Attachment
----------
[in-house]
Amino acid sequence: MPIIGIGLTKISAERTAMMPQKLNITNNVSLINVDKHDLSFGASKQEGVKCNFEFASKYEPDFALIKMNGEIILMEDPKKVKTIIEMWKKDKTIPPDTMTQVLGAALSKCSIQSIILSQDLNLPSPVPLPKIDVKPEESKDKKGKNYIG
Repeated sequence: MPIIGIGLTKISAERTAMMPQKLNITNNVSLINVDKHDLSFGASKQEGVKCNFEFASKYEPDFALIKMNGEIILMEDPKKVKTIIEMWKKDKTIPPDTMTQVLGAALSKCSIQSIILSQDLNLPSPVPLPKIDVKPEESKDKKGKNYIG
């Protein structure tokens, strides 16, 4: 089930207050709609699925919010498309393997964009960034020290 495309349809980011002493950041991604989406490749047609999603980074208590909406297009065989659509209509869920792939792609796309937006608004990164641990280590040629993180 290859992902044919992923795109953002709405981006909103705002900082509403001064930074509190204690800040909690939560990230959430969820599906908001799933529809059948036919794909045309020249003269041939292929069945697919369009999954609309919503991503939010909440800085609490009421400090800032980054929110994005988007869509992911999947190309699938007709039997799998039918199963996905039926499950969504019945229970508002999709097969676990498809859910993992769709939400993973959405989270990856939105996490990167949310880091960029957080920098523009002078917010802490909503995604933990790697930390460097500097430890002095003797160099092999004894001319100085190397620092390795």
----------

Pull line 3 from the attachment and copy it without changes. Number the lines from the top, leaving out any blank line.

Repeated sequence: MPIIGIGLTKISAERTAMMPQKLNITNNVSLINVDKHDLSFGASKQEGVKCNFEFASKYEPDFALIKMNGEIILMEDPKKVKTIIEMWKKDKTIPPDTMTQVLGAALSKCSIQSIILSQDLNLPSPVPLPKIDVKPEESKDKKGKNYIG